Companies (and the government) spend a lot to produce chips

With the help of government subsidies, companies in Japan are spending billions of yen to build or upgrade their semiconductor factories to boost production amid global chip shortages.

It’s rare for the government to use taxpayers’ money to help build factories, but Japan plans to revive its semiconductor industry to its former glory levels.

In the 1980s, Japan held around 50% of the world’s semiconductor market, but that figure has fallen to around 10%, a drop described by the Ministry of Industry as “a failure of the government’s industrial strategy”. .

Chips are now rare in the world because their production has not kept pace with the increase in products that use them, such as smartphones, household appliances and automobiles.

To ensure stable domestic supply, the Japanese government will pay up to half of the construction costs of semiconductor factories from its new 600 billion yen ($4.63 billion) fund.

Leading semiconductor maker Kioxia Holdings Corp. plans to add a building with a floor area of ​​31,000 square meters to its Kitakami factory in Kitakami, Iwate Prefecture.

An estimated 1 trillion yen will be spent to construct the new building, which will produce NAND flash memory, a semiconductor for storing data, for use in smartphones.

The building is expected to be completed next spring.

In April, Kioxia Holdings added a building to its Yokkaichi plant in Yokkaichi, Mie Prefecture, one of the largest flash memory production facilities in the world.

This new building, which also cost about 1 trillion yen, will start operating this fall.

Toshiba Corp. owns approximately 40% of the shares of Kioxia Holdings.

The chipmaker is expected to jointly pay the costs of the two new buildings with US semiconductor maker Western Digital Corp.

However, Kioxia Chairman Nobuo Hayasaka expressed hope that the modernization of the Kitakami plant will benefit from the new government fund, created to support the semiconductor industry.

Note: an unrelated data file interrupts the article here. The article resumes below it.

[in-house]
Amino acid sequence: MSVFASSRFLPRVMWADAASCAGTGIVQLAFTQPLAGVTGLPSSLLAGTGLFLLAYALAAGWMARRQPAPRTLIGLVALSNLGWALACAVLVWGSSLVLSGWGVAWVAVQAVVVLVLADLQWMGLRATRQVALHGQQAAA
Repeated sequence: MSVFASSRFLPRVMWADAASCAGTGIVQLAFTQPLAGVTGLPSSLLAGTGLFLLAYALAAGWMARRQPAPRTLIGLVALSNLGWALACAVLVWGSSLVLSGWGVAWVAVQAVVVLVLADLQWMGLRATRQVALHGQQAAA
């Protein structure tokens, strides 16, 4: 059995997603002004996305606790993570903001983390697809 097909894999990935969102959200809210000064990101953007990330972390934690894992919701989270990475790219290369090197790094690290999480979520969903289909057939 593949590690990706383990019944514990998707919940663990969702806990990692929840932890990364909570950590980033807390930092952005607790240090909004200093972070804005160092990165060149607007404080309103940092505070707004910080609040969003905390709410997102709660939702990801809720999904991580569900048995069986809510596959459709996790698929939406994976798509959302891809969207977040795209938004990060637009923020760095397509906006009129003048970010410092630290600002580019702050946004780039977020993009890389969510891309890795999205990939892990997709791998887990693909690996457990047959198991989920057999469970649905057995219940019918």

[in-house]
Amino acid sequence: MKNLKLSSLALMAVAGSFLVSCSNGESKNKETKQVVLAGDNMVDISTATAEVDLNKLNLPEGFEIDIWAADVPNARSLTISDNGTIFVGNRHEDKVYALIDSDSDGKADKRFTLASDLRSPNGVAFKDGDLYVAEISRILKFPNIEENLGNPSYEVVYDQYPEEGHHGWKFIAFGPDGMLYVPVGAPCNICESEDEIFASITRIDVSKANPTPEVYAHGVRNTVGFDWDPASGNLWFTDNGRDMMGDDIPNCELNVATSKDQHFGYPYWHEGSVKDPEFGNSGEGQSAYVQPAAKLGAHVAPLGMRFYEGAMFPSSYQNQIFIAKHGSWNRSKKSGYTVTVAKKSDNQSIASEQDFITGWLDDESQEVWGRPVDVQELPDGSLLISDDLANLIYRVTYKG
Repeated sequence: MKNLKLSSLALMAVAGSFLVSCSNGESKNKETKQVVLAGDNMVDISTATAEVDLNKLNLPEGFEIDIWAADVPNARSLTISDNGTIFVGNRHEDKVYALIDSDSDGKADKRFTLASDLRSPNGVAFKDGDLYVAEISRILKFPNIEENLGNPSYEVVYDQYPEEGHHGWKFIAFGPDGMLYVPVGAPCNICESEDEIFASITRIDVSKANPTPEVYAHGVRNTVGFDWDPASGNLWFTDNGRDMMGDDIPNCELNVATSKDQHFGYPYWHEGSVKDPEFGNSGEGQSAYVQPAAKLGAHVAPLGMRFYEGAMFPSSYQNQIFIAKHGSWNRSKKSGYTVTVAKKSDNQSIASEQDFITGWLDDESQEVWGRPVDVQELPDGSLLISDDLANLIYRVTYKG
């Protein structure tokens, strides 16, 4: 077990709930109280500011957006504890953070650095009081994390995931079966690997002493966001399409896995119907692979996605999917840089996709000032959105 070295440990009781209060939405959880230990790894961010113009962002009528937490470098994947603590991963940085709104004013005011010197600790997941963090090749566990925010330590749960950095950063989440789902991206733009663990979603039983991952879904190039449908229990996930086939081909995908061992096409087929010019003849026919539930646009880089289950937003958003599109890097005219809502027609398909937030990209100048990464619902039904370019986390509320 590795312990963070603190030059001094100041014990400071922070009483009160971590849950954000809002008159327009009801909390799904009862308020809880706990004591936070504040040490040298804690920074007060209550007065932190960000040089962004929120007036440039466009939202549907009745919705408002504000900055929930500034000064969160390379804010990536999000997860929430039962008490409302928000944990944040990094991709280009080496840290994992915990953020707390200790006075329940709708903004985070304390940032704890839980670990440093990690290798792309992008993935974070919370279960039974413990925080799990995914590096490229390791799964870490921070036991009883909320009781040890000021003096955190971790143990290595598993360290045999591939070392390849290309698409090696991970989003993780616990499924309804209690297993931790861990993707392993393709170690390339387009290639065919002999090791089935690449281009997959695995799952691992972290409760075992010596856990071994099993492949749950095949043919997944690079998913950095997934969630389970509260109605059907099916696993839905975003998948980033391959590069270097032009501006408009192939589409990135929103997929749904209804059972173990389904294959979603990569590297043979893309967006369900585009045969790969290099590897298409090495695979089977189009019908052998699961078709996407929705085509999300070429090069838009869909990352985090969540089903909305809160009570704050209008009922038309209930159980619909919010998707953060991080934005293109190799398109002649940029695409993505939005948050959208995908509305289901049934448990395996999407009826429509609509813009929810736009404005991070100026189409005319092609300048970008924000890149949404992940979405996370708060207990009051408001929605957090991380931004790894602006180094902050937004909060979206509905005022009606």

In Kumamoto Prefecture, Taiwan Semiconductor Manufacturing Co., Sony Group Corp. and major auto parts maker Denso Corp. will build a factory to produce data processing “logic semiconductors”.

TSMC is the largest semiconductor contract manufacturer in the world.

The cost to build the plant will again be 1 trillion yen and it will start operating in 2024.

The factory is expected to receive about 400 billion yen from the fund as the first beneficiary.

The subsidy will be granted on the condition that the plant operates for more than 10 years.

Toshiba, Mitsubishi Electric Corp. and other companies will increase their ability to manufacture “power semiconductors”, which help save energy.

In addition to the 600 billion yen fund, the government has earmarked 47 billion yen to support the production of components exclusively for particular products, including microcontrollers and power semiconductors.

As of March 30, the government had chosen 30 projects that will receive 46.5 billion yen out of a 47 billion yen budget, including factory plans from Toshiba and Mitsubishi Electric.

But the government has not disclosed how much each of these companies will receive.

On May 11, the Diet passed a bill on economic security. Under the new law, the government will designate certain assets as essential support items. Semiconductors should be included in the list.

Western countries and China are rushing to support their countries’ semiconductor sectors, while Japan aims to establish a national chip supply chain.

However, experts say unbalanced government support for some companies could interfere with free competition.

(This article was written by Shimpei Doi, Kenji Izawa, and Susumu Imaizumi.)

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